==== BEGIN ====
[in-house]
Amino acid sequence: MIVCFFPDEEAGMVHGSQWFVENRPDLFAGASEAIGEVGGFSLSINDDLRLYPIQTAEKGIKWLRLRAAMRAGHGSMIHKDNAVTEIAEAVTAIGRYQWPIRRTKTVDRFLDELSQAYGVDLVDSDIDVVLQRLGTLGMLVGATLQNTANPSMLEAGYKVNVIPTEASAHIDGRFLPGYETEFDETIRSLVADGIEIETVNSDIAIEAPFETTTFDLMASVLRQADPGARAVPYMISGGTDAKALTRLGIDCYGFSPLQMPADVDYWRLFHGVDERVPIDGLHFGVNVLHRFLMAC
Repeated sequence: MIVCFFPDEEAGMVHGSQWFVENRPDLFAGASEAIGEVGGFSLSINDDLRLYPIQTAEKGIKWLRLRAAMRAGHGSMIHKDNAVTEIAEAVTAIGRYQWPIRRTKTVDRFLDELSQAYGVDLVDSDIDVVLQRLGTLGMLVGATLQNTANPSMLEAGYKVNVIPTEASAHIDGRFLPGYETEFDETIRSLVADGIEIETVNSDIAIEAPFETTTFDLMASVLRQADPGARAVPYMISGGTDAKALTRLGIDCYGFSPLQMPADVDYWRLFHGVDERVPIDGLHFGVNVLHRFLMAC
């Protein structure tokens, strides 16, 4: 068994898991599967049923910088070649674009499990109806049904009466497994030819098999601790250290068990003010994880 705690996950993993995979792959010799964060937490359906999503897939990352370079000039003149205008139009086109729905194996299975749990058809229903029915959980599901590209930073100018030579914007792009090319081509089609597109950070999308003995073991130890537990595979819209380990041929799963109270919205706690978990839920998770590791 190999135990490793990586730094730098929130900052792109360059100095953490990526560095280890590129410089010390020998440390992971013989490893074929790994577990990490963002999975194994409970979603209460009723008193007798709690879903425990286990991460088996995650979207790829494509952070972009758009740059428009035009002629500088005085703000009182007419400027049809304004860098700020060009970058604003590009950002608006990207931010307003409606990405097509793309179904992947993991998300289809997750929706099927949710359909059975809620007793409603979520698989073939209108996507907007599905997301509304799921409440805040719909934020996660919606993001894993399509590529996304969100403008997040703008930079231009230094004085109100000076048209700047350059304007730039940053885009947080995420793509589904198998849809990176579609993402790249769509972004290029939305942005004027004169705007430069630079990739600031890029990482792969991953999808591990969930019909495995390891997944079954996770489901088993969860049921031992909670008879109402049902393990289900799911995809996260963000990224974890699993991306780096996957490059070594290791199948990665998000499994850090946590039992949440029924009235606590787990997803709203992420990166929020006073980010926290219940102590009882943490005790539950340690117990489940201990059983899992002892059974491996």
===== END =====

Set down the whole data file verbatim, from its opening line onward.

[in-house]
Amino acid sequence: MIVCFFPDEEAGMVHGSQWFVENRPDLFAGASEAIGEVGGFSLSINDDLRLYPIQTAEKGIKWLRLRAAMRAGHGSMIHKDNAVTEIAEAVTAIGRYQWPIRRTKTVDRFLDELSQAYGVDLVDSDIDVVLQRLGTLGMLVGATLQNTANPSMLEAGYKVNVIPTEASAHIDGRFLPGYETEFDETIRSLVADGIEIETVNSDIAIEAPFETTTFDLMASVLRQADPGARAVPYMISGGTDAKALTRLGIDCYGFSPLQMPADVDYWRLFHGVDERVPIDGLHFGVNVLHRFLMAC
Repeated sequence: MIVCFFPDEEAGMVHGSQWFVENRPDLFAGASEAIGEVGGFSLSINDDLRLYPIQTAEKGIKWLRLRAAMRAGHGSMIHKDNAVTEIAEAVTAIGRYQWPIRRTKTVDRFLDELSQAYGVDLVDSDIDVVLQRLGTLGMLVGATLQNTANPSMLEAGYKVNVIPTEASAHIDGRFLPGYETEFDETIRSLVADGIEIETVNSDIAIEAPFETTTFDLMASVLRQADPGARAVPYMISGGTDAKALTRLGIDCYGFSPLQMPADVDYWRLFHGVDERVPIDGLHFGVNVLHRFLMAC
């Protein structure tokens, strides 16, 4: 068994898991599967049923910088070649674009499990109806049904009466497994030819098999601790250290068990003010994880 705690996950993993995979792959010799964060937490359906999503897939990352370079000039003149205008139009086109729905194996299975749990058809229903029915959980599901590209930073100018030579914007792009090319081509089609597109950070999308003995073991130890537990595979819209380990041929799963109270919205706690978990839920998770590791 190999135990490793990586730094730098929130900052792109360059100095953490990526560095280890590129410089010390020998440390992971013989490893074929790994577990990490963002999975194994409970979603209460009723008193007798709690879903425990286990991460088996995650979207790829494509952070972009758009740059428009035009002629500088005085703000009182007419400027049809304004860098700020060009970058604003590009950002608006990207931010307003409606990405097509793309179904992947993991998300289809997750929706099927949710359909059975809620007793409603979520698989073939209108996507907007599905997301509304799921409440805040719909934020996660919606993001894993399509590529996304969100403008997040703008930079231009230094004085109100000076048209700047350059304007730039940053885009947080995420793509589904198998849809990176579609993402790249769509972004290029939305942005004027004169705007430069630079990739600031890029990482792969991953999808591990969930019909495995390891997944079954996770489901088993969860049921031992909670008879109402049902393990289900799911995809996260963000990224974890699993991306780096996957490059070594290791199948990665998000499994850090946590039992949440029924009235606590787990997803709203992420990166929020006073980010926290219940102590009882943490005790539950340690117990489940201990059983899992002892059974491996």